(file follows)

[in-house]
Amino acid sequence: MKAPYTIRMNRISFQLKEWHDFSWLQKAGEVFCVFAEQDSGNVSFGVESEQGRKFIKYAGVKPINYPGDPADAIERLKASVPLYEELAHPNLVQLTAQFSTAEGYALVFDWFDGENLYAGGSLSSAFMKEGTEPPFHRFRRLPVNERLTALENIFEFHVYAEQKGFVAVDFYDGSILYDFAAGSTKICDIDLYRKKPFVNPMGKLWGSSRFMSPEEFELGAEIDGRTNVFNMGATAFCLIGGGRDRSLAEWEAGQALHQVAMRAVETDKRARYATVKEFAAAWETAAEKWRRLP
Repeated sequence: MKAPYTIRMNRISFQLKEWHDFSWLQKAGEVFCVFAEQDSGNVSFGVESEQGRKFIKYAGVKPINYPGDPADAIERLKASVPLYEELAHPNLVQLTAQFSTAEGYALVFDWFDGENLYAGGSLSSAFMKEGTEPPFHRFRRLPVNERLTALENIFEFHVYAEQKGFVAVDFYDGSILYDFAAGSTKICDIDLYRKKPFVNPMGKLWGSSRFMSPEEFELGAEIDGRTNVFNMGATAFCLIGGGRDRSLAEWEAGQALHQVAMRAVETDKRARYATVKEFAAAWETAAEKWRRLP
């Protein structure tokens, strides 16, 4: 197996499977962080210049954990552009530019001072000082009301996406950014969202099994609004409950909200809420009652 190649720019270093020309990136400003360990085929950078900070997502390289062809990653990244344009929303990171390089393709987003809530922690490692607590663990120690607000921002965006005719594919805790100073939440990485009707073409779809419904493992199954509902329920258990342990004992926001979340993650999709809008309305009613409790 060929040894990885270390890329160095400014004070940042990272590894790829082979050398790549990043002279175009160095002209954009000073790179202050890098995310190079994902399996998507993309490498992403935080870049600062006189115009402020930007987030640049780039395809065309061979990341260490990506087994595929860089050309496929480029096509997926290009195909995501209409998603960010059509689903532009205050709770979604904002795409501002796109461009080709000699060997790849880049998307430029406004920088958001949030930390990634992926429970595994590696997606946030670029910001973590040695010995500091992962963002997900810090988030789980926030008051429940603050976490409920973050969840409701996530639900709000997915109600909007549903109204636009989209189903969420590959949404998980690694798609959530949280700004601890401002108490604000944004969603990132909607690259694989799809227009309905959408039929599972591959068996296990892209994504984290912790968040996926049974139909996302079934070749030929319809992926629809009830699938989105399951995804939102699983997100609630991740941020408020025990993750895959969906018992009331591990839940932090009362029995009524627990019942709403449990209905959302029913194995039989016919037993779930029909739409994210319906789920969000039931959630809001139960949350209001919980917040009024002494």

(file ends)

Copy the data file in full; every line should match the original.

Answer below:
[in-house]
Amino acid sequence: MKAPYTIRMNRISFQLKEWHDFSWLQKAGEVFCVFAEQDSGNVSFGVESEQGRKFIKYAGVKPINYPGDPADAIERLKASVPLYEELAHPNLVQLTAQFSTAEGYALVFDWFDGENLYAGGSLSSAFMKEGTEPPFHRFRRLPVNERLTALENIFEFHVYAEQKGFVAVDFYDGSILYDFAAGSTKICDIDLYRKKPFVNPMGKLWGSSRFMSPEEFELGAEIDGRTNVFNMGATAFCLIGGGRDRSLAEWEAGQALHQVAMRAVETDKRARYATVKEFAAAWETAAEKWRRLP
Repeated sequence: MKAPYTIRMNRISFQLKEWHDFSWLQKAGEVFCVFAEQDSGNVSFGVESEQGRKFIKYAGVKPINYPGDPADAIERLKASVPLYEELAHPNLVQLTAQFSTAEGYALVFDWFDGENLYAGGSLSSAFMKEGTEPPFHRFRRLPVNERLTALENIFEFHVYAEQKGFVAVDFYDGSILYDFAAGSTKICDIDLYRKKPFVNPMGKLWGSSRFMSPEEFELGAEIDGRTNVFNMGATAFCLIGGGRDRSLAEWEAGQALHQVAMRAVETDKRARYATVKEFAAAWETAAEKWRRLP
């Protein structure tokens, strides 16, 4: 197996499977962080210049954990552009530019001072000082009301996406950014969202099994609004409950909200809420009652 190649720019270093020309990136400003360990085929950078900070997502390289062809990653990244344009929303990171390089393709987003809530922690490692607590663990120690607000921002965006005719594919805790100073939440990485009707073409779809419904493992199954509902329920258990342990004992926001979340993650999709809008309305009613409790 060929040894990885270390890329160095400014004070940042990272590894790829082979050398790549990043002279175009160095002209954009000073790179202050890098995310190079994902399996998507993309490498992403935080870049600062006189115009402020930007987030640049780039395809065309061979990341260490990506087994595929860089050309496929480029096509997926290009195909995501209409998603960010059509689903532009205050709770979604904002795409501002796109461009080709000699060997790849880049998307430029406004920088958001949030930390990634992926429970595994590696997606946030670029910001973590040695010995500091992962963002997900810090988030789980926030008051429940603050976490409920973050969840409701996530639900709000997915109600909007549903109204636009989209189903969420590959949404998980690694798609959530949280700004601890401002108490604000944004969603990132909607690259694989799809227009309905959408039929599972591959068996296990892209994504984290912790968040996926049974139909996302079934070749030929319809992926629809009830699938989105399951995804939102699983997100609630991740941020408020025990993750895959969906018992009331591990839940932090009362029995009524627990019942709403449990209905959302029913194995039989016919037993779930029909739409994210319906789920969000039931959630809001139960949350209001919980917040009024002494």